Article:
Numbers crunched by the Campaign for Accountability and the Intercept show 169 Google employees have met with 182 government officials in the White House.
The meetings took place at least 427 times. The data used spans from Obama’s first month in office in 2009 until October 2015, and includes government meetings with representatives of Google-affiliated companies Tomorrow Ventures and Civis Analytics.
The Google employee with the most visits is the company’s head of public policy, Johanna Shelton, who paid the White House 128 visits.
Google claims it’s entirely normal for its representatives and affiliates to make hundreds of White House visits, to discuss numerous topics of interest, such as patent reform, education, Internet censorship, cyber security, and how an all-powerful search engine could tip a close presidential election by fooling around with news feeds and query results.
Another topic of great interest to Google is the FCC’s proposed “set-top box” regulation, which the Daily Mail notes has actually been denounced by an AT&T executive as a “Google proposal.”
That’s because the plan that would force cable and satellite providers to unlock the boxes that decode their content, allowing companies like Google to sell their boxes to customers, who are currently obliged to lease them from the providers.
Whatever the merits or shortcomings of this plan might be, it’s clearly of great interest to Google, which could suddenly find itself in a position to muscle into a billion-dollar market, gain a new method of harvesting valuable data about consumers, and maybe even begin undermining the business model of cable and satellite providers.
The Intercept refers to the set-top box legislation as just the latest example of Google’s White House clout coming in handy, also mentioning the way a presidential commission squashed the U.S. version of an antitrust complaint currently vexing the tech giant in Europe.
“In just the past few years, Google has provided diplomatic assistance to the administration through expanding internet access in Cuba; collaborated with the Department of Housing and Urban Development to bring Google Fiber into public housing; used Google resources to monitor droughts in real time; and even captured 360-degree views of White House interiors,” The Intercept writes, portraying the exceptionally close relationship between the Obama presidency and Google as a mutually beneficial relationship without parallel. Google even helped bail the Administration out after the disastrous launch of the ObamaCare website.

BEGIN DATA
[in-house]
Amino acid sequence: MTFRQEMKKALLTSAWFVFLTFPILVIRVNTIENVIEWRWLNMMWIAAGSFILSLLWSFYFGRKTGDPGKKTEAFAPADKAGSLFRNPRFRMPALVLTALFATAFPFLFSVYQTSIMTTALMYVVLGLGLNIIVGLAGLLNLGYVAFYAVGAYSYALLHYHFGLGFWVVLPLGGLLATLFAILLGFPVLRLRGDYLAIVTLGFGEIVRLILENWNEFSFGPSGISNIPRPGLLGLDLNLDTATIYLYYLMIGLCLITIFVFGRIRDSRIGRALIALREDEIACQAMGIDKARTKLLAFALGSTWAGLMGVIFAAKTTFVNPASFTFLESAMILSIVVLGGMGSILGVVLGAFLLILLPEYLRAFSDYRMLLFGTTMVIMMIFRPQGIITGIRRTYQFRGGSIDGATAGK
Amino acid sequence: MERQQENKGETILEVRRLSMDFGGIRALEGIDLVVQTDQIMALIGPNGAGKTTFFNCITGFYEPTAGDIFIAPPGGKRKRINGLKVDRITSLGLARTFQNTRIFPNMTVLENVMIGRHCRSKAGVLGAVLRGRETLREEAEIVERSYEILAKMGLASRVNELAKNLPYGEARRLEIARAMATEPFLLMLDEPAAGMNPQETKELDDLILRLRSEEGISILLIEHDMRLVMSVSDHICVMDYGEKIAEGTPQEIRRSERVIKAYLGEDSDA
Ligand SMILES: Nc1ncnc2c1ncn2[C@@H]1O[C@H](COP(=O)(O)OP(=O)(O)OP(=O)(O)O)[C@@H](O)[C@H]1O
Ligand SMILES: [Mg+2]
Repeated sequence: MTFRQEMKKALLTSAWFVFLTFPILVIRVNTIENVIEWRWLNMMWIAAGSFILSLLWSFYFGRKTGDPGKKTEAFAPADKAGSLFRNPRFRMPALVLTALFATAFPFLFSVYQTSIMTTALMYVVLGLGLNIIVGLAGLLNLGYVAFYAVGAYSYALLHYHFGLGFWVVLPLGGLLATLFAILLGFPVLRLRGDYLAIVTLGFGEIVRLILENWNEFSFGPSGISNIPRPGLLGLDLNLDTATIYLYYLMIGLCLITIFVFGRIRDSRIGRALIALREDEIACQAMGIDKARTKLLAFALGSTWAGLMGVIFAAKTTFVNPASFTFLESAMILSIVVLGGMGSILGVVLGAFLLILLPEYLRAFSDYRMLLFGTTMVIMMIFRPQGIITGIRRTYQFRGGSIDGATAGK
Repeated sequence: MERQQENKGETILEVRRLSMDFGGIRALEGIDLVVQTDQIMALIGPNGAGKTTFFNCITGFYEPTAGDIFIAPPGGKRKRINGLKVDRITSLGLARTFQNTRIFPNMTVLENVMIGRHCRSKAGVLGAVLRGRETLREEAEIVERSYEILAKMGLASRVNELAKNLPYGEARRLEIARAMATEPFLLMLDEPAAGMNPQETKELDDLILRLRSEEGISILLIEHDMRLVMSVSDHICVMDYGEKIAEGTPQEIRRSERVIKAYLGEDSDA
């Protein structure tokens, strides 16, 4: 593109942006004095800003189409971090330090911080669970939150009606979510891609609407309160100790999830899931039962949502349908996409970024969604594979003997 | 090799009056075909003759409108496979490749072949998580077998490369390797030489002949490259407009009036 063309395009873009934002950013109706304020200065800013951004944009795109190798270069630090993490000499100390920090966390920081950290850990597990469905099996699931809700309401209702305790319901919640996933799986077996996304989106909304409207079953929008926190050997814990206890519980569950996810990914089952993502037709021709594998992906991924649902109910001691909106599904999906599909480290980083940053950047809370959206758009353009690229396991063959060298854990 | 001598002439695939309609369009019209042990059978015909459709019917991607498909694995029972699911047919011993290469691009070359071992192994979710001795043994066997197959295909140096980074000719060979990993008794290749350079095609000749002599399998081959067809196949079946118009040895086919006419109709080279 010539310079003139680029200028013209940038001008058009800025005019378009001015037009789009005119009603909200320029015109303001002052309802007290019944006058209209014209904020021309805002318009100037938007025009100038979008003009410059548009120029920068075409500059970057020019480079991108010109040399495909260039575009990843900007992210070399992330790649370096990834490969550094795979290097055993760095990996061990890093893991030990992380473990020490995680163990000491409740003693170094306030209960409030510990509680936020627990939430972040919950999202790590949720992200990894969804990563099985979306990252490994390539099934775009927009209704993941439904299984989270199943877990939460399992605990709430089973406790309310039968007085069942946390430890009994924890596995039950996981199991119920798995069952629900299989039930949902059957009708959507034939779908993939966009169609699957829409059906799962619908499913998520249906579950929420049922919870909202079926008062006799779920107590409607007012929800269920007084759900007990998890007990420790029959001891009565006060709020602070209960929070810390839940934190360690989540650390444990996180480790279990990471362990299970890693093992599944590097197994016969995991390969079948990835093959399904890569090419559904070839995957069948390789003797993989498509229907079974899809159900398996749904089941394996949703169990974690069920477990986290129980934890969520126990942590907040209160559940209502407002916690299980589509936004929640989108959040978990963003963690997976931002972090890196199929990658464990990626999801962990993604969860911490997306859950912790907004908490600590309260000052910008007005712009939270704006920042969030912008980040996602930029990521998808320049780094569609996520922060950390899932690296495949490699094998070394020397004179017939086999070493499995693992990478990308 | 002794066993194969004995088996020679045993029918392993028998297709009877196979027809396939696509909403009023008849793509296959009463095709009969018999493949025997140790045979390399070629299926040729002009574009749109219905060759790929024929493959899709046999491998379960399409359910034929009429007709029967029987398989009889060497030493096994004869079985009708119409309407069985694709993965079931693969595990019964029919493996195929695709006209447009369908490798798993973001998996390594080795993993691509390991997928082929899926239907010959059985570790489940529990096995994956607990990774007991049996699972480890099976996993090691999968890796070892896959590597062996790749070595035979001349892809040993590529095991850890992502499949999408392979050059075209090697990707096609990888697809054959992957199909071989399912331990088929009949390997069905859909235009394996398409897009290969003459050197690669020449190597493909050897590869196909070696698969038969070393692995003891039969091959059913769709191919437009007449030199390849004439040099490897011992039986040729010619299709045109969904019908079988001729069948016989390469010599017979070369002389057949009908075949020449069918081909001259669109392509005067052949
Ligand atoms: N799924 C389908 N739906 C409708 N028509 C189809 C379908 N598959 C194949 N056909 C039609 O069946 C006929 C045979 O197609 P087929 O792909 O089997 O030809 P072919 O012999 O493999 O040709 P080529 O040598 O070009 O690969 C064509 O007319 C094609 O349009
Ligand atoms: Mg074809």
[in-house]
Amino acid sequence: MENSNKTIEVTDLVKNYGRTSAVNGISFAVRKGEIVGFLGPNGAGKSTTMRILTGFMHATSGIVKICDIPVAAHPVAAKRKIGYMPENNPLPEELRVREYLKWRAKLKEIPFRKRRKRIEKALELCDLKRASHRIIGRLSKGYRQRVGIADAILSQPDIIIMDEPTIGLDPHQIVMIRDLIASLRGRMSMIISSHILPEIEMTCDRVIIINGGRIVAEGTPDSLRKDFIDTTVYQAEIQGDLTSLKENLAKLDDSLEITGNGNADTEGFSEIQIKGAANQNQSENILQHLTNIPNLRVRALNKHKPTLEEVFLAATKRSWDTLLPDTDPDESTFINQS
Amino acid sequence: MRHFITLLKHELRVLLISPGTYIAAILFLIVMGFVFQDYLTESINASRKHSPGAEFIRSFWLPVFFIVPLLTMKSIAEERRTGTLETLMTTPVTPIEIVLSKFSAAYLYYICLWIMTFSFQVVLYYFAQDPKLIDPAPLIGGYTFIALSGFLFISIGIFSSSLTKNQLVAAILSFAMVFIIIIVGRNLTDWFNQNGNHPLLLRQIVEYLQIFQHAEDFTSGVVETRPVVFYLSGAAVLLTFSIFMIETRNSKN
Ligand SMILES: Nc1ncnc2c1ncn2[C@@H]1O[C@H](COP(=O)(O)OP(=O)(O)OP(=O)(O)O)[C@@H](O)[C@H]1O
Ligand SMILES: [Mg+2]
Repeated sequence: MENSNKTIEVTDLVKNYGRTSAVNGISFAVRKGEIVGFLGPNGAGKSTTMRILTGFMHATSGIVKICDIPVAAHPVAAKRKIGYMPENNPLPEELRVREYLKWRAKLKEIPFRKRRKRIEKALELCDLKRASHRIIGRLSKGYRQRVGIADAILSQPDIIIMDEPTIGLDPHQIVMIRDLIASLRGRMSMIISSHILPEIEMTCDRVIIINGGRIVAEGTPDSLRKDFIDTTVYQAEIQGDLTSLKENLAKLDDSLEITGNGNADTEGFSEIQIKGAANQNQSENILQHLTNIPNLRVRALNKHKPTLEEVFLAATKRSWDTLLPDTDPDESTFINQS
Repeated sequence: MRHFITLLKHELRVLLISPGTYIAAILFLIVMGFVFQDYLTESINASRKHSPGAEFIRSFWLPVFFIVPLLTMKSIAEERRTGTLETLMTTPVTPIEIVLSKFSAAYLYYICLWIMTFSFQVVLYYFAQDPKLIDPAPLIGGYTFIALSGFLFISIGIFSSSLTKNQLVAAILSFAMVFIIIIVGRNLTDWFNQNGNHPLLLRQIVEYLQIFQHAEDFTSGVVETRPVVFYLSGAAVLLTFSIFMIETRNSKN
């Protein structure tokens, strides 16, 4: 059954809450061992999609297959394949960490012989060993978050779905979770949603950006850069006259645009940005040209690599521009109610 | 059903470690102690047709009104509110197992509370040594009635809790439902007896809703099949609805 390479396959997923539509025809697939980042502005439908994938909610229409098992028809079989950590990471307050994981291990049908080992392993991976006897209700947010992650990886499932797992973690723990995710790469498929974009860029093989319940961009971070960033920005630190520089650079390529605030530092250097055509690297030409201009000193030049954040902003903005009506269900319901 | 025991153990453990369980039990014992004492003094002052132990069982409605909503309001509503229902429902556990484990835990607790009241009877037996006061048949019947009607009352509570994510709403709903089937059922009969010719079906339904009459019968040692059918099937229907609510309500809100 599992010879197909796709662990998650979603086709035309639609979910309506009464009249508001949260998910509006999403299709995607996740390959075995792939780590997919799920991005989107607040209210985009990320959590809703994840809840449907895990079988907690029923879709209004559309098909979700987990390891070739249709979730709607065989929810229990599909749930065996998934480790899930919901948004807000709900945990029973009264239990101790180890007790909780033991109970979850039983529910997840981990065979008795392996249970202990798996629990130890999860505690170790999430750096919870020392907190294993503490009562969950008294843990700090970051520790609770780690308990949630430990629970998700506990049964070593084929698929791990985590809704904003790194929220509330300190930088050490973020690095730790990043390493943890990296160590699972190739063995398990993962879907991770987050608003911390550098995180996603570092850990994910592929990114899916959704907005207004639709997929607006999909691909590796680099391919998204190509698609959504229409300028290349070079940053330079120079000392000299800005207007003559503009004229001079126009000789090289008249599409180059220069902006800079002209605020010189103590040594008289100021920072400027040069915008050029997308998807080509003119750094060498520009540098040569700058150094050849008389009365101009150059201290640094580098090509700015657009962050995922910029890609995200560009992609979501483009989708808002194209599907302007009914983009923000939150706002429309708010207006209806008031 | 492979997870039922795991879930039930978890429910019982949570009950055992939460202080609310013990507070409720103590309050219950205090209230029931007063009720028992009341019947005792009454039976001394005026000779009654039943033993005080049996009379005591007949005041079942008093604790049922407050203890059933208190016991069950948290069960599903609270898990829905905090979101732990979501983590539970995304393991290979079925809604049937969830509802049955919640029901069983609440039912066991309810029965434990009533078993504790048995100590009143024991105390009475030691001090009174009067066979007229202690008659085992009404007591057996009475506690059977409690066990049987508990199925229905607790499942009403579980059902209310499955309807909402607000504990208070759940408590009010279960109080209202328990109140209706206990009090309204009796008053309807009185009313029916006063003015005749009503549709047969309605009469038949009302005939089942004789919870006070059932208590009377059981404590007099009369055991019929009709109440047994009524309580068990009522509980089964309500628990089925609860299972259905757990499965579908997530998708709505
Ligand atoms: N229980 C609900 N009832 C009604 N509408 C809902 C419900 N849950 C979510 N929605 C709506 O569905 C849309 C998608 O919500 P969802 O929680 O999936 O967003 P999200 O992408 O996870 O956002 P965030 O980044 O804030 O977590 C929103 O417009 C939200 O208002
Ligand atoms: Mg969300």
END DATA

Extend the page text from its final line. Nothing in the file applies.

No matter what Google might say to downplay the importance of that relationship, The Intercept notes that no other company has a remotely comparable White House presence.
The Intercept describes Google as practically becoming the White House’s IT Help Desk, which is both logical and troubling, because “the government is supposed to be regulating Google as a private business, not continually asking it for favors.”
No blatant charge of corruption is made, but that’s the problem: in the relationship between the White House and tech giants, it’s hard to say where cooperation ends and corruption begins. Certainly if we were talking about oil industry giants frequenting a Republican White House, and making equally plausible claims about their expertise in energy matters being invaluable, the media wouldn’t buy it for a second.
“When the federal government and a private company share the same worldview, get the same insights from the same groups of people, the policy drift can occur with nobody explicitly choosing the direction. It just seems like the right thing to do,” as The Intercept adroitly puts it. “And there is no doubt that Google’s rise in Washington has coincided with public policy that is friendlier to the company.”
The big issue transfixing much of American politics at the moment is corruption, under a variety of names: inequality, privilege, cronyism, exploitation… and yet, a gigantic corporation with wide-ranging global interests can maintain a cozy relationship with the President that is only now being closely examined, with less than a year to go before the end of the presidency.
“Google has long been a strong advocate of transparency in government, business, and even users’ private lives. It has not, however, been transparent about its own dealings with the government. These datasets show how Google has enjoyed unparalleled access to the Obama Administration at a time when the company’s influence on government, public policies, and our lives is incomparable to any corporation in history,” said Campaign for Accountability Executive Director Anne Weismann about her organization’s project to track Google’s influence on government.